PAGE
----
I'm supposed to solve this limit without using L'Hopitals rule.

I always find the indeterminate form of $\frac{0}{0}$ but since multiplying by the conjugate is not an option here (atleast I think so) I don't know how to solve this limit.

$\lim \limits_{x \to 0} \frac{\sqrt{-2x-x^2}}{x}$

  • $\begingroup$ The limit doesn't exist. Did you mean $x \to \infty$? $\endgroup$
    – copper.hat
    Commented Oct 27, 2016 at 12:23
  • $\begingroup$ Factor the argument of the radical and simplify. $\endgroup$
    – user65203
    Commented Oct 27, 2016 at 12:24
  • $\begingroup$ @copper.hat no I do mean the limit to 0. My textbook says the solution in -inf $\endgroup$ Commented Oct 27, 2016 at 12:40
  • 1
    $\begingroup$ @TheAlPaca02: The limit only exists if taken from the left (that is, $x \le 0$ in addition to $x \to 0$). If $x>0$ (or $x$ more negative) the expression is complex. Also, it is often (but far from always) the case that having a limit implies that the limit is finite. $\endgroup$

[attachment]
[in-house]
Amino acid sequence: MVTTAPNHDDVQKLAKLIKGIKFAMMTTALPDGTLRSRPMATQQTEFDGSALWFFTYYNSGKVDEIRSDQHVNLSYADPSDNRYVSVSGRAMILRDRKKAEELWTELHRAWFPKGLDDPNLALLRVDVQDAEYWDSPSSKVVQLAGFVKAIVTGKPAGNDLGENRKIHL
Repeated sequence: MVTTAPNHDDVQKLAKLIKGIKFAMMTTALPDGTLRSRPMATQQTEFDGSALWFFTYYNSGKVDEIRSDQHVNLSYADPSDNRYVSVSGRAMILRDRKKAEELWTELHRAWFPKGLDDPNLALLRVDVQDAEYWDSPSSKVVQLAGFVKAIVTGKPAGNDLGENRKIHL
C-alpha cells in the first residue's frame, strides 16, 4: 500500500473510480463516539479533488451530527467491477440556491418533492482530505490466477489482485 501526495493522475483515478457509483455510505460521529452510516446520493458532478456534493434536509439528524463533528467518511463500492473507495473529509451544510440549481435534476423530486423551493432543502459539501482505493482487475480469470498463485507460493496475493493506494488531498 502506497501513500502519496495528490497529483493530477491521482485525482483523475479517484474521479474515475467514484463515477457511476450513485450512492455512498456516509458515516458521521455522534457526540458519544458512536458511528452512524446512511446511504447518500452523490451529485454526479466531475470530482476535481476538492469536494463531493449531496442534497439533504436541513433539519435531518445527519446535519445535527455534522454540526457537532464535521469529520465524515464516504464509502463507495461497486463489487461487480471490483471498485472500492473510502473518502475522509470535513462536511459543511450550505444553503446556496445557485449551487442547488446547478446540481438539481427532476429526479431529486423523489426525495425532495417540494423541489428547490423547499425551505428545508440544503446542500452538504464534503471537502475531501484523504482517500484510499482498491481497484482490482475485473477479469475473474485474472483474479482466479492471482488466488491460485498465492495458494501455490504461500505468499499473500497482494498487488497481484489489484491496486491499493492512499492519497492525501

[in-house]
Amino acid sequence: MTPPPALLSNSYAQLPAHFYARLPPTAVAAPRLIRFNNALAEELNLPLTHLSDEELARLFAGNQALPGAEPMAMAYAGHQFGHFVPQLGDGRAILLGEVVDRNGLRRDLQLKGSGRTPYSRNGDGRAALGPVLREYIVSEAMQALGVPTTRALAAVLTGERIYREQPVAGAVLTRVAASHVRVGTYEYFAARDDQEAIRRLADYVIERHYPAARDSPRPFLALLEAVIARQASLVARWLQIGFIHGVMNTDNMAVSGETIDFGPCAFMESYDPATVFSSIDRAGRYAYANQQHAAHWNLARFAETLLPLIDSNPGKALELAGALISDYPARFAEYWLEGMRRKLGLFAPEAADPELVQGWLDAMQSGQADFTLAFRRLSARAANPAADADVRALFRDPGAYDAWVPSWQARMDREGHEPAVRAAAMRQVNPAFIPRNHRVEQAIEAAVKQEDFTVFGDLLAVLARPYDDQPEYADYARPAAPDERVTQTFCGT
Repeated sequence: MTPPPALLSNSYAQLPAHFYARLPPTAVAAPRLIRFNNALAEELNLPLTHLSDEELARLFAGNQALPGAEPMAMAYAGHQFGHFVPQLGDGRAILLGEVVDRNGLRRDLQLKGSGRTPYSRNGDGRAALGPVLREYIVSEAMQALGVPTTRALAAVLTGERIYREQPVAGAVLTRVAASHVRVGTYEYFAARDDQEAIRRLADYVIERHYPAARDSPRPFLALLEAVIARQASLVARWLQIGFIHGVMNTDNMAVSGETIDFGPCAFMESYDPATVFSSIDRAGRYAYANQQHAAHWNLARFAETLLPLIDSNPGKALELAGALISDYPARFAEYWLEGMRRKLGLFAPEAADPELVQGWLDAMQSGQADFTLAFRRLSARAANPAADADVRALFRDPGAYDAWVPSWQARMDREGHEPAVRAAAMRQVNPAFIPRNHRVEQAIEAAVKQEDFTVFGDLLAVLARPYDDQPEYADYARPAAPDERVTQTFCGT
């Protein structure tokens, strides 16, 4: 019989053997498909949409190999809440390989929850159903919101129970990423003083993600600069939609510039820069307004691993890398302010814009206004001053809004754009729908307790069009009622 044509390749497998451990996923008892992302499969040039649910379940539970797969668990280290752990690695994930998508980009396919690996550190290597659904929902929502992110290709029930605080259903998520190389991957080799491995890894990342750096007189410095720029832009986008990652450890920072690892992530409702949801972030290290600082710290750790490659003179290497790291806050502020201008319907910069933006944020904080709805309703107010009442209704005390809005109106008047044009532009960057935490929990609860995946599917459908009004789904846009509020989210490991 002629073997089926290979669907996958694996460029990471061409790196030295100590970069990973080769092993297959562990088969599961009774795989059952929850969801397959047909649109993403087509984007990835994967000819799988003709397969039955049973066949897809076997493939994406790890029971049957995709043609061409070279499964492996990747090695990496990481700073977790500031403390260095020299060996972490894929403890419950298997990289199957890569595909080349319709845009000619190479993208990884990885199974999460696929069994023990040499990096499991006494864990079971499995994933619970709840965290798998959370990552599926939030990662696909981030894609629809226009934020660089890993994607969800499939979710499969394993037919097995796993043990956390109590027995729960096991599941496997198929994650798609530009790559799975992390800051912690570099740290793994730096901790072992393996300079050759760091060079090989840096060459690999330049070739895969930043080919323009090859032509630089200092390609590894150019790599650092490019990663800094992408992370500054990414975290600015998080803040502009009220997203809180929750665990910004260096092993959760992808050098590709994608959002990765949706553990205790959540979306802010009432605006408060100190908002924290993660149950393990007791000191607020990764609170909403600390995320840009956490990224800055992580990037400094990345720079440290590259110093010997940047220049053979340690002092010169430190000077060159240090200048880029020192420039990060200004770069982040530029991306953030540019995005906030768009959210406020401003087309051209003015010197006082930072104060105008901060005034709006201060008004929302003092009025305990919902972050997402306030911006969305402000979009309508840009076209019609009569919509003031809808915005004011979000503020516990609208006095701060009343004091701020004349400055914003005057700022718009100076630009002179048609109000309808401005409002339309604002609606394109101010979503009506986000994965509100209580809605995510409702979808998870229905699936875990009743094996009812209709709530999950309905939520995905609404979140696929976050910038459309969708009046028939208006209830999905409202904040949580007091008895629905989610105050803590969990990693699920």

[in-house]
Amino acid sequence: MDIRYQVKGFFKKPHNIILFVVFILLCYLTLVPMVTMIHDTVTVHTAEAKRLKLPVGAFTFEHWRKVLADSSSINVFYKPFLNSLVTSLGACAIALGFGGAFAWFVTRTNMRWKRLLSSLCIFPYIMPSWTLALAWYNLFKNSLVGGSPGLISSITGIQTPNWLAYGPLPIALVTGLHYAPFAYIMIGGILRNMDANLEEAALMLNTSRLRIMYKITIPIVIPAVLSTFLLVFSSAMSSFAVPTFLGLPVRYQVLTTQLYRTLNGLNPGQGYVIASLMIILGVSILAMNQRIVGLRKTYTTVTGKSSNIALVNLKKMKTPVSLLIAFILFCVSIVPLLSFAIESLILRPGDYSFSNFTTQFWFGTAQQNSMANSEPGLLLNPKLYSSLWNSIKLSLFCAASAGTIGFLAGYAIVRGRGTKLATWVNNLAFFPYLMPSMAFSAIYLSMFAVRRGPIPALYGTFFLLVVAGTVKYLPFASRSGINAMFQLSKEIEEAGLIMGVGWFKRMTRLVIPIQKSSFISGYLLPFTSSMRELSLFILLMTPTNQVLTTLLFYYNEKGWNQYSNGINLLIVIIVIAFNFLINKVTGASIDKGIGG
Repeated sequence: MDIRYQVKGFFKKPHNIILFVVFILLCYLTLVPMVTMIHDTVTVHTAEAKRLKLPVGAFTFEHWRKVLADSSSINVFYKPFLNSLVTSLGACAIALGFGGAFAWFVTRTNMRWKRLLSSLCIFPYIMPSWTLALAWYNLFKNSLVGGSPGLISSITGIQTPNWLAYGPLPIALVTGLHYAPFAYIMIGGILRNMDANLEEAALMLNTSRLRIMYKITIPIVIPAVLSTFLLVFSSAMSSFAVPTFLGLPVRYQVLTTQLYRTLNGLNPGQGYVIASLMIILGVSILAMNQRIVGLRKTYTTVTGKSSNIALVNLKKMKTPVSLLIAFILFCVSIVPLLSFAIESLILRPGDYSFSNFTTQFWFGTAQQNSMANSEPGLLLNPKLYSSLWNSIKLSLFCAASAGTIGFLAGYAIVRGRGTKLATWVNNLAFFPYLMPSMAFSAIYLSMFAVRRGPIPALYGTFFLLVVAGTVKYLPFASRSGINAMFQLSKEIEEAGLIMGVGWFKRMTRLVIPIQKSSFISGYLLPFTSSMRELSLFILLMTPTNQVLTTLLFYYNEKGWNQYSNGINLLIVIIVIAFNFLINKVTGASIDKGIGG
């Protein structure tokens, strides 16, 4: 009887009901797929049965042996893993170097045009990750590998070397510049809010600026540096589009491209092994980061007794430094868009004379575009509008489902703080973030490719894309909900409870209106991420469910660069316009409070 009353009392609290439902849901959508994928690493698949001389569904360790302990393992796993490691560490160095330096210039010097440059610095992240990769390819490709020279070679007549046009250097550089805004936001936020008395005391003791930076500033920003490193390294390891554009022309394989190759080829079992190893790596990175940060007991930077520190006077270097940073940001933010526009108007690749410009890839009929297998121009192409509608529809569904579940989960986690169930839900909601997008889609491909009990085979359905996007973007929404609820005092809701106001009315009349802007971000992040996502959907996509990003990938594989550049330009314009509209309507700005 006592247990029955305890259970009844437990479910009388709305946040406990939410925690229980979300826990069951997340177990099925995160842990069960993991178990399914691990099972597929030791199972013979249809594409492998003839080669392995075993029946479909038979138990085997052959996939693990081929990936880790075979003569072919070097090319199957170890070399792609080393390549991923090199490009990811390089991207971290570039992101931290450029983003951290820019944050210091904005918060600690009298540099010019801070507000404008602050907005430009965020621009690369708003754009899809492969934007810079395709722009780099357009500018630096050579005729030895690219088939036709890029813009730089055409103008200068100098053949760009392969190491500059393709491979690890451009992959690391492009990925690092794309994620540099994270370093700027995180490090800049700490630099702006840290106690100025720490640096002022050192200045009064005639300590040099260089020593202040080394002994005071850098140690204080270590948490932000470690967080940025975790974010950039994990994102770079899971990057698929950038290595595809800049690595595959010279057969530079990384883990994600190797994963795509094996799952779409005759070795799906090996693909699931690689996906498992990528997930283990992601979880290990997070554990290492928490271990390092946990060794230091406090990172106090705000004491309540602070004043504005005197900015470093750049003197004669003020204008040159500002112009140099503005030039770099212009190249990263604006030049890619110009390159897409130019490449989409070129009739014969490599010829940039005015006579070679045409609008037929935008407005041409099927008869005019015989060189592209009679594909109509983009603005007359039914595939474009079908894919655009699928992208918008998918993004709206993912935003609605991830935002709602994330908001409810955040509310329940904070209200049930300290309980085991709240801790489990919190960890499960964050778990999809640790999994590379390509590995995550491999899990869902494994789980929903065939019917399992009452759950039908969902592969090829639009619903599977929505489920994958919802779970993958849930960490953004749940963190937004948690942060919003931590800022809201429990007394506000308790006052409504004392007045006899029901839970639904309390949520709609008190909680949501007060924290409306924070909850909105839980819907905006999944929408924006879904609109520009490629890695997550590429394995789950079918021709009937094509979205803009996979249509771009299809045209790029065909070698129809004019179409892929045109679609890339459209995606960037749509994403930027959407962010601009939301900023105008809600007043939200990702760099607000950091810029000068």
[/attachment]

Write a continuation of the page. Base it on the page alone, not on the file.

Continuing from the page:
– copper.hat
    Commented Oct 27, 2016 at 13:17

1 Answer 1


The expression is only definded for $-2 \le x<0\;$ and therefore it is negative. You can write $$\frac{\sqrt{-2x-x^2}}{x}$$ $$=-\frac{\sqrt{-2x-x^2}}{\sqrt{x^2}}$$ $$=-\sqrt{\frac{-2x-x^2}{x^2}}$$ $$=-\sqrt{-\frac{2}{x}-1}$$ From this you can see that the limit $x\rightarrow 0^{-}$ does not exist (or is $-\infty,\;$ if you allow infinite limits).

  • $\begingroup$ How are you allowed to replace $x$ in the denominator by $\sqrt{x^2}$? $\endgroup$ Commented Oct 27, 2016 at 13:33
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    $\begingroup$ @TheAlPaca02: It is $-\sqrt{x^2}$ since the square root is assumend positive and $x$ is negatve, i.e. for $x<0$ you have $x=-\sqrt{x^2}$ $\endgroup$ Commented Oct 27, 2016 at 13:36

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